So far, it is unknown how this backdoor slipped into their code.

Currently, Morpheus and Shodan finds more the 30.000 of these devices.

Maybe you personally don’t use Juniper hardware but be assured, your Provider, Bank, online Store, Company you are working for may likely use Juniper hardware.

It was good that Juniper offensively informed about their findings so that security researchers were able to start their own investigations. However, it took two years to find the back-doors. My personal assumption is, that organizations like NSA, GCHQ, Asian or Russian organizations are responsible for this and moreover, I further assume that similar Back-doors are available in other Network Devices such as those from Cisco and other “big Players”.

I even now see the other Back-doors I mentioned in my blog (here and here) from a different perspective. Not unlikely that these back-doors were not results of brain-dead developers but have the same source.

Regardless whether my assumptions are correct, many networks are currently at high risk. Even more because not only NSA, GHCQ etc. are able to access our data, now even inexperienced criminals can.

Due to the impact of this issue, there is not much one can do other than to follow following rules that make sense regardless of this impact:

  • Think twice if you have to give out personal information such as Name, Address, Email Address and payment information. Better enter it for every single transaction rather than let your online shop conveniently store it
  • Use strong passwords and change your passwords regularly
  • Never use one and the same password for different services
  • Never use one service to log into another service (e.g. don’t use “Login with Facebook” for Netflix)
  • If possible, create some fake accounts and fake identities and use them instead of your real accounts where possible
  • Leave Yahoo. If you still have A Yahoo account, close it. Not unlikely that Yahoo will be sold soon so your information might end up somewhere else
  • Better don’t use a public WiFi network without VPN. Rather use your Cell network (3G/4G/LTE) when security is important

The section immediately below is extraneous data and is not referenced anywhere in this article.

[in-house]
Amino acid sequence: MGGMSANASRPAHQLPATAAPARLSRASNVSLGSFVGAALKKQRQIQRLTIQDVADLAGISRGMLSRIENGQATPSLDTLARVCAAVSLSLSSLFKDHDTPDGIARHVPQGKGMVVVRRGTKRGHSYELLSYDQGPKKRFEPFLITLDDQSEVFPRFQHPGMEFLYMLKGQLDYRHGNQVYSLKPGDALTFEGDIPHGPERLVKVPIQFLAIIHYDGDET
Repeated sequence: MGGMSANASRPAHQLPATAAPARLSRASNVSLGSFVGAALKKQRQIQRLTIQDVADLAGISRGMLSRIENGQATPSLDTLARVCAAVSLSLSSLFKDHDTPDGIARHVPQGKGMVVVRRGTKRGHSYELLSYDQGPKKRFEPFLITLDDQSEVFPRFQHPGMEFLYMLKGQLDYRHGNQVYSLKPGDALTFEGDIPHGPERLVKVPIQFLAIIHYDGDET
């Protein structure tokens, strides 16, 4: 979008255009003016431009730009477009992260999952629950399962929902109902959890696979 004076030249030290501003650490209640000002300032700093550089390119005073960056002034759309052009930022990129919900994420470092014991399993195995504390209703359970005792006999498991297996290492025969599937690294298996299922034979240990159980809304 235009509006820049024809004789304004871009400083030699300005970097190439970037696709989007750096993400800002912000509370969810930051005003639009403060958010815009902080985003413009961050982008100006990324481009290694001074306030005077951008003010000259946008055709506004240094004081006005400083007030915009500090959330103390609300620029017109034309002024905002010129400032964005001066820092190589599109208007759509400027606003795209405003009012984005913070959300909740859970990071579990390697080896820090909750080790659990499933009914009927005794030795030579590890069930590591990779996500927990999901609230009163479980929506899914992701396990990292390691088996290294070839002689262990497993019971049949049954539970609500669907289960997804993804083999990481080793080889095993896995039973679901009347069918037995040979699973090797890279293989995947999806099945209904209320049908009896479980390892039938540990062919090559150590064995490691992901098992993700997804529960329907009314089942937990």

• Use Firefox instead of Internet Explorer
  • Use Ove’s Self-Destructing Cookies plugin or similar in your browser
  • Setup your mail clients to use encrypted passwords and SSL/TLS
  • Better don’t use Web-Mail clients (except for your fake accounts)
  • Never ever use Android devices
  • Never ever use Windows XP anymore
  • Always install updates (for Software and Hardware)
  • Always change default passwords
  • And of course, consider NetworkToolbox to check for security issues

Of course, there is much more we can do but most of the above is either easy to do or simply mandatory and without alternative.

Regardless, I wish you and your families a Merry Christmas and all the Best and secure 2016!


Linux cheat sheet added

As requested (and to be honest also for my own sake) I added a linux cheat sheet to NetworkToolbox.

This additional information resource doesn’t cover those simple and basic Linux commands. Instead it contains many less known and easy to forget commands, especially for network administration and information gathering.

If some of you are interested even in the simple commands, please drop me a line and I will be happy to add those as well.

In order to install this cheat sheet, just perform a data update by heading to the settings screen of NetworkToolbox, scroll down and press Check for data update.

After the update, you will see a new Icon in the Resources section of the App which contains the new Linux cheat sheet.

Cheat sheet


Security check added for the recent Netgear security flaw

I assume you have heard already from the recent findings of exploitable Netgear routers.

If not, here is a brief summary:

Due to another ignorance or security in-awareness of developers of the Netgear router firmware, it is possible to access several (thousands!) Netgear routers from the internet without entering correct credentials. For details see here.

If this alone isn’t scary enough, Netgear has again to be blamed for their slow and ignorant response to this serious security flaw.